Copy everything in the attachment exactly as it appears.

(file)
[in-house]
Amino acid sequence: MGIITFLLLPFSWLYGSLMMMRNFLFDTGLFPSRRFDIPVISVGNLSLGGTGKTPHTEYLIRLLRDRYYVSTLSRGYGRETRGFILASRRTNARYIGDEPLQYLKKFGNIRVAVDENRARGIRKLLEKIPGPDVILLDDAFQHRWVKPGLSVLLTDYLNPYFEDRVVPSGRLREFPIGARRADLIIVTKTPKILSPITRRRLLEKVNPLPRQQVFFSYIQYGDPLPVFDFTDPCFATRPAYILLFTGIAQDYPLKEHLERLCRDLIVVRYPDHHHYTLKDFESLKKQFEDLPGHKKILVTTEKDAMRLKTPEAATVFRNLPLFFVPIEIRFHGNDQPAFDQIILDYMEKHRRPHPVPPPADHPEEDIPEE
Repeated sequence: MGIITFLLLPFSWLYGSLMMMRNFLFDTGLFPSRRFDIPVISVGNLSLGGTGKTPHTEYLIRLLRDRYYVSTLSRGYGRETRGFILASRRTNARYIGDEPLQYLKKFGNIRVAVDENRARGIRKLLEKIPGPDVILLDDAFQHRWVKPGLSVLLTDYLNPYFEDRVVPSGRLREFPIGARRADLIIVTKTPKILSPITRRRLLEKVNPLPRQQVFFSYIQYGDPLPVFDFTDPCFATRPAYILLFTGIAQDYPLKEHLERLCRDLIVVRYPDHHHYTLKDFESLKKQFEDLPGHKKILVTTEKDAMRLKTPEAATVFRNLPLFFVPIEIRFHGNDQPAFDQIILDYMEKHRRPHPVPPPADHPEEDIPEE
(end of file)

[in-house]
Amino acid sequence: MGIITFLLLPFSWLYGSLMMMRNFLFDTGLFPSRRFDIPVISVGNLSLGGTGKTPHTEYLIRLLRDRYYVSTLSRGYGRETRGFILASRRTNARYIGDEPLQYLKKFGNIRVAVDENRARGIRKLLEKIPGPDVILLDDAFQHRWVKPGLSVLLTDYLNPYFEDRVVPSGRLREFPIGARRADLIIVTKTPKILSPITRRRLLEKVNPLPRQQVFFSYIQYGDPLPVFDFTDPCFATRPAYILLFTGIAQDYPLKEHLERLCRDLIVVRYPDHHHYTLKDFESLKKQFEDLPGHKKILVTTEKDAMRLKTPEAATVFRNLPLFFVPIEIRFHGNDQPAFDQIILDYMEKHRRPHPVPPPADHPEEDIPEE
Repeated sequence: MGIITFLLLPFSWLYGSLMMMRNFLFDTGLFPSRRFDIPVISVGNLSLGGTGKTPHTEYLIRLLRDRYYVSTLSRGYGRETRGFILASRRTNARYIGDEPLQYLKKFGNIRVAVDENRARGIRKLLEKIPGPDVILLDDAFQHRWVKPGLSVLLTDYLNPYFEDRVVPSGRLREFPIGARRADLIIVTKTPKILSPITRRRLLEKVNPLPRQQVFFSYIQYGDPLPVFDFTDPCFATRPAYILLFTGIAQDYPLKEHLERLCRDLIVVRYPDHHHYTLKDFESLKKQFEDLPGHKKILVTTEKDAMRLKTPEAATVFRNLPLFFVPIEIRFHGNDQPAFDQIILDYMEKHRRPHPVPPPADHPEEDIPEE